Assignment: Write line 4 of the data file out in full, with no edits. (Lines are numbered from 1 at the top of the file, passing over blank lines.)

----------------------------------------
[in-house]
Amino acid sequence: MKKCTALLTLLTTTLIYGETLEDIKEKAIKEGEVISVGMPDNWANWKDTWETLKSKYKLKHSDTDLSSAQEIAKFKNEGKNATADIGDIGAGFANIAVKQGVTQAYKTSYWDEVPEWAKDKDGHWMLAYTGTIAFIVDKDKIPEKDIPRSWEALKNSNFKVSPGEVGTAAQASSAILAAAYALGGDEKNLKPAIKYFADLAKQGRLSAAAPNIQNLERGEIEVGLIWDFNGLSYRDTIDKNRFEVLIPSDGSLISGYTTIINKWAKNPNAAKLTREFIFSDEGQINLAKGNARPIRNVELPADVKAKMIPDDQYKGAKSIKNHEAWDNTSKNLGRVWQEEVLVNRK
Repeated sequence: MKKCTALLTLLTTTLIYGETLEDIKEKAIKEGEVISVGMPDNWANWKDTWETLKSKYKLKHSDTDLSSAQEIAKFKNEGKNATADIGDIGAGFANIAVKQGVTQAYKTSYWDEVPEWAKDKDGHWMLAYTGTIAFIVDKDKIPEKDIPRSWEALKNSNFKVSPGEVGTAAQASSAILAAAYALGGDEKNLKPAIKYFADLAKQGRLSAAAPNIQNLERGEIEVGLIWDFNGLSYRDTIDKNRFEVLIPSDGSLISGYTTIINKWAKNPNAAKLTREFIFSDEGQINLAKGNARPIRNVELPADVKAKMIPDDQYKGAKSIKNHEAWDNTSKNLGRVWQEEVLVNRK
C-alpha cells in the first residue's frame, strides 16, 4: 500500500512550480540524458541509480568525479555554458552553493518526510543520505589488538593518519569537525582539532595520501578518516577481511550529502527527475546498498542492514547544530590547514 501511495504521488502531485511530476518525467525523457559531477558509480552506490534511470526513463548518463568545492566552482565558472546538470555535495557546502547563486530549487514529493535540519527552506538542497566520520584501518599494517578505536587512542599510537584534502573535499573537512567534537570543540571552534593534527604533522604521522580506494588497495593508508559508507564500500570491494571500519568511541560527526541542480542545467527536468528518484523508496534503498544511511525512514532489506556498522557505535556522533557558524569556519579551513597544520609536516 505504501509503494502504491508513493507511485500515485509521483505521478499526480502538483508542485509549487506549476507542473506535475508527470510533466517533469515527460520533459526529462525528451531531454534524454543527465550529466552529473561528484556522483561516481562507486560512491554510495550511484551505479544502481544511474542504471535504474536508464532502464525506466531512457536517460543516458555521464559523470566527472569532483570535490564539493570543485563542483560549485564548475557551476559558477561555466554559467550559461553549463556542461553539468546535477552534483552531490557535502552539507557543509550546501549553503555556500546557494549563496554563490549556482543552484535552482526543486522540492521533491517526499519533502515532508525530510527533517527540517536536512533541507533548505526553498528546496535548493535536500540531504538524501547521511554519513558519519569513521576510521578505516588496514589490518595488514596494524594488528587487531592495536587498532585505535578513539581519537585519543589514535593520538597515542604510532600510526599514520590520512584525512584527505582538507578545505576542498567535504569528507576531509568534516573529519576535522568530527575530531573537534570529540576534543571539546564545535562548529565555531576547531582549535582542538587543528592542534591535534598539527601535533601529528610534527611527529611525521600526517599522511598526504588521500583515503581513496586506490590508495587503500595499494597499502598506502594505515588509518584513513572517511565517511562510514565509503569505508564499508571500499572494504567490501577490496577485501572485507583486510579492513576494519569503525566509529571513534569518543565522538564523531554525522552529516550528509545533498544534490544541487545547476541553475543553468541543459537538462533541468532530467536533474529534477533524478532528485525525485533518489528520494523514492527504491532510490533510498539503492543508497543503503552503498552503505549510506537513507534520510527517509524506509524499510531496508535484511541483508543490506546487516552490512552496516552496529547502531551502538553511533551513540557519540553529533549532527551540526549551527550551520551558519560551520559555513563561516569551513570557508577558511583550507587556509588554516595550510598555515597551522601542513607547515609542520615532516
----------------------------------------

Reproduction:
C-alpha cells in the first residue's frame, strides 16, 4: 500500500512550480540524458541509480568525479555554458552553493518526510543520505589488538593518519569537525582539532595520501578518516577481511550529502527527475546498498542492514547544530590547514 501511495504521488502531485511530476518525467525523457559531477558509480552506490534511470526513463548518463568545492566552482565558472546538470555535495557546502547563486530549487514529493535540519527552506538542497566520520584501518599494517578505536587512542599510537584534502573535499573537512567534537570543540571552534593534527604533522604521522580506494588497495593508508559508507564500500570491494571500519568511541560527526541542480542545467527536468528518484523508496534503498544511511525512514532489506556498522557505535556522533557558524569556519579551513597544520609536516 505504501509503494502504491508513493507511485500515485509521483505521478499526480502538483508542485509549487506549476507542473506535475508527470510533466517533469515527460520533459526529462525528451531531454534524454543527465550529466552529473561528484556522483561516481562507486560512491554510495550511484551505479544502481544511474542504471535504474536508464532502464525506466531512457536517460543516458555521464559523470566527472569532483570535490564539493570543485563542483560549485564548475557551476559558477561555466554559467550559461553549463556542461553539468546535477552534483552531490557535502552539507557543509550546501549553503555556500546557494549563496554563490549556482543552484535552482526543486522540492521533491517526499519533502515532508525530510527533517527540517536536512533541507533548505526553498528546496535548493535536500540531504538524501547521511554519513558519519569513521576510521578505516588496514589490518595488514596494524594488528587487531592495536587498532585505535578513539581519537585519543589514535593520538597515542604510532600510526599514520590520512584525512584527505582538507578545505576542498567535504569528507576531509568534516573529519576535522568530527575530531573537534570529540576534543571539546564545535562548529565555531576547531582549535582542538587543528592542534591535534598539527601535533601529528610534527611527529611525521600526517599522511598526504588521500583515503581513496586506490590508495587503500595499494597499502598506502594505515588509518584513513572517511565517511562510514565509503569505508564499508571500499572494504567490501577490496577485501572485507583486510579492513576494519569503525566509529571513534569518543565522538564523531554525522552529516550528509545533498544534490544541487545547476541553475543553468541543459537538462533541468532530467536533474529534477533524478532528485525525485533518489528520494523514492527504491532510490533510498539503492543508497543503503552503498552503505549510506537513507534520510527517509524506509524499510531496508535484511541483508543490506546487516552490512552496516552496529547502531551502538553511533551513540557519540553529533549532527551540526549551527550551520551558519560551520559555513563561516569551513570557508577558511583550507587556509588554516595550510598555515597551522601542513607547515609542520615532516